Windows Phone news

Windows Phone continues to slide, now under 3% share worldwide. Is it finally dead?

Windows Phone's worldwide market share continues to drop, and now has under a 3% market share. Can anything save the struggling smartphone operating system? The Nokia acquisition certainly hasn't helped.

Strategy Analytics' latest figures paint a bleak picture for Windows Phone. It says that worldwide, Windows Phone's market share has dropped to 2.7% in the second quarter of 2014, down from 3.8% a year previously.

And there's even worse news. Now only has its market share been dropping, but so have total sales -- 8 million in the quarter, compared to 8.9 million in the quarter a year ago. That drop came as smartphone sales have surged 27% in the last year. There's only one way to describe these results: dismal.

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Windows Phone is in trouble where it needs to be strongest -- in the world's two largest smartphone markets, the U.S. and China. Woody Oh, Director at Strategy Analytics, said:

"Microsoft Windows Phone continued to struggle in the United States and China."

That is backed up by the latest research from Kantar Worldpanel ComTech, which shows Windows Phone market share at 3.8% in May, down from 4.7% a year previous. And Kantar found that its market share in China was a minuscule 0.6% in May, compared to 3% a year ago.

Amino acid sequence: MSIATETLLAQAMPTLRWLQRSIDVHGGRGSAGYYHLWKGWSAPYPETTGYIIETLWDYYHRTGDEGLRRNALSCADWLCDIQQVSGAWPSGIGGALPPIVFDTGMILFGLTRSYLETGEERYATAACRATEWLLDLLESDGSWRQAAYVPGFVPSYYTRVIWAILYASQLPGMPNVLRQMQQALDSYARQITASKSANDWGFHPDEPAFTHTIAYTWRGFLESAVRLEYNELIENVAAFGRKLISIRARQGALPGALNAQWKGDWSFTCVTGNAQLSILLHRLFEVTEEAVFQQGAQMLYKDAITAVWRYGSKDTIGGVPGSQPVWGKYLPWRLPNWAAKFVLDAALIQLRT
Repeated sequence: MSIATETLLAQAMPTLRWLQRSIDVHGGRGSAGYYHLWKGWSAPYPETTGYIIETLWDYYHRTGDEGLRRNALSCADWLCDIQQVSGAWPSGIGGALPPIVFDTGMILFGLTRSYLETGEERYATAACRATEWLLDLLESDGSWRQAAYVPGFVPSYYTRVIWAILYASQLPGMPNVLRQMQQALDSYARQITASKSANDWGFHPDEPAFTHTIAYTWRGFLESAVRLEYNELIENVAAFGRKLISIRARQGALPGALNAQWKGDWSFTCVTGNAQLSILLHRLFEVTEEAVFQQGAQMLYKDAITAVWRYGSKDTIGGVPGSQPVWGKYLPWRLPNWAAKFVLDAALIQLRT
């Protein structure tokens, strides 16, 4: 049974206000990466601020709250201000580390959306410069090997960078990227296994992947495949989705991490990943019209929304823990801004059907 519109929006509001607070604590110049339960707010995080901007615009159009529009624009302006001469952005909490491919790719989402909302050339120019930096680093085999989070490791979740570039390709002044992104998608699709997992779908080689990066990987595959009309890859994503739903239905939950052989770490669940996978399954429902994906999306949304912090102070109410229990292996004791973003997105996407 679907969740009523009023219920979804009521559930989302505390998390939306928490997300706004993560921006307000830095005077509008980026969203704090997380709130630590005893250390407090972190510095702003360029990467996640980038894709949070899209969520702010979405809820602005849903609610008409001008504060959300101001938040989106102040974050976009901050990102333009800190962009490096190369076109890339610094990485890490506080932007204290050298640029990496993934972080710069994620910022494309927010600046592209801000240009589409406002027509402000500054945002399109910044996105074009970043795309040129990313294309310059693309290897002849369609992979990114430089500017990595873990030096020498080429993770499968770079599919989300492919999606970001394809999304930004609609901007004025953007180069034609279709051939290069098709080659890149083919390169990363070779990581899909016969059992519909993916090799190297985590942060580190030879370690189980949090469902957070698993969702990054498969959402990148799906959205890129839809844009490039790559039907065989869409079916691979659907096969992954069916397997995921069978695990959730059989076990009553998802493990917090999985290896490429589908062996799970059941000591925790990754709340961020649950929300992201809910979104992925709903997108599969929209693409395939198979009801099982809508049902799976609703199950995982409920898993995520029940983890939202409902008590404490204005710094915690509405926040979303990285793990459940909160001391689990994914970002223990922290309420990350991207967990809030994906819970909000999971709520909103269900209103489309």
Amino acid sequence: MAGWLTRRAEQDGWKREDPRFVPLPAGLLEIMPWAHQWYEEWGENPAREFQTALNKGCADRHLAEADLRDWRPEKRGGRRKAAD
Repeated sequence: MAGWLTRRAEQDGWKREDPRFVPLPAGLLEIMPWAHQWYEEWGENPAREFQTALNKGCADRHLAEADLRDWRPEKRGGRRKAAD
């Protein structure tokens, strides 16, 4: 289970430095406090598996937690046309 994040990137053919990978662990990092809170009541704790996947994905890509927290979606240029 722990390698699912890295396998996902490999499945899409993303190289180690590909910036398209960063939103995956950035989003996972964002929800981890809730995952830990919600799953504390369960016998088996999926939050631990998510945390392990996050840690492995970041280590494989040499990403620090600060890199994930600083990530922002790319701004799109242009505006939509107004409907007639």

Even in Europe, which has been a Windows Phone stronghold, Windows Phone market share has been falling, to 8.1% in May, down from 10% in November, 2013, according to Kantar.

It may finally be time for Microsoft to admit that Windows Phone has no future, and will always remain an extremely niche product, for example, for enterprises that want a total Windows-only hardware strategy. But if anything, Microsoft has been doubling down on Windows. The company had begun to embrace Android via the Nokia X line of Android phones aimed at developing markets, and which carry Microsoft rather than Google services. But earlier this month, Microsoft announced it was killing off that line.

So what is Microsoft's future in smartphones? If it continues its current path and strategy, it has very little future at all.

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